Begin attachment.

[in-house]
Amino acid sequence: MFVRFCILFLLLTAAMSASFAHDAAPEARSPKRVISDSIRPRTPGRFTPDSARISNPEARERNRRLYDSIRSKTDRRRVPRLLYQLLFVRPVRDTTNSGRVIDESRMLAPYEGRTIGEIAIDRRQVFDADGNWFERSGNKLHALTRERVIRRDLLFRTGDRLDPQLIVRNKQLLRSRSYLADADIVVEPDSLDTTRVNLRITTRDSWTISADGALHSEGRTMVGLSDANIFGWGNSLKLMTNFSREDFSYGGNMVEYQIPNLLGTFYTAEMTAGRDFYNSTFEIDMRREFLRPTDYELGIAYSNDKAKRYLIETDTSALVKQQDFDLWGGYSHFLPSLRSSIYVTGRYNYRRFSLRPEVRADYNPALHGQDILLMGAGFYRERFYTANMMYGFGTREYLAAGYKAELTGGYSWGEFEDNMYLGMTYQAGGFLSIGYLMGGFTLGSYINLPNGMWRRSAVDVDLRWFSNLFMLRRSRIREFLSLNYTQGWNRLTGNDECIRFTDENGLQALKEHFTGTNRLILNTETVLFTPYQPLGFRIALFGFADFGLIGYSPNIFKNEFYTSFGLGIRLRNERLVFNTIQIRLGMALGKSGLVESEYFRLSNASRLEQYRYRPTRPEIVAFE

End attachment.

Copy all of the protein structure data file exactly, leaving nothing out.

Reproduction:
[in-house]
Amino acid sequence: MFVRFCILFLLLTAAMSASFAHDAAPEARSPKRVISDSIRPRTPGRFTPDSARISNPEARERNRRLYDSIRSKTDRRRVPRLLYQLLFVRPVRDTTNSGRVIDESRMLAPYEGRTIGEIAIDRRQVFDADGNWFERSGNKLHALTRERVIRRDLLFRTGDRLDPQLIVRNKQLLRSRSYLADADIVVEPDSLDTTRVNLRITTRDSWTISADGALHSEGRTMVGLSDANIFGWGNSLKLMTNFSREDFSYGGNMVEYQIPNLLGTFYTAEMTAGRDFYNSTFEIDMRREFLRPTDYELGIAYSNDKAKRYLIETDTSALVKQQDFDLWGGYSHFLPSLRSSIYVTGRYNYRRFSLRPEVRADYNPALHGQDILLMGAGFYRERFYTANMMYGFGTREYLAAGYKAELTGGYSWGEFEDNMYLGMTYQAGGFLSIGYLMGGFTLGSYINLPNGMWRRSAVDVDLRWFSNLFMLRRSRIREFLSLNYTQGWNRLTGNDECIRFTDENGLQALKEHFTGTNRLILNTETVLFTPYQPLGFRIALFGFADFGLIGYSPNIFKNEFYTSFGLGIRLRNERLVFNTIQIRLGMALGKSGLVESEYFRLSNASRLEQYRYRPTRPEIVAFE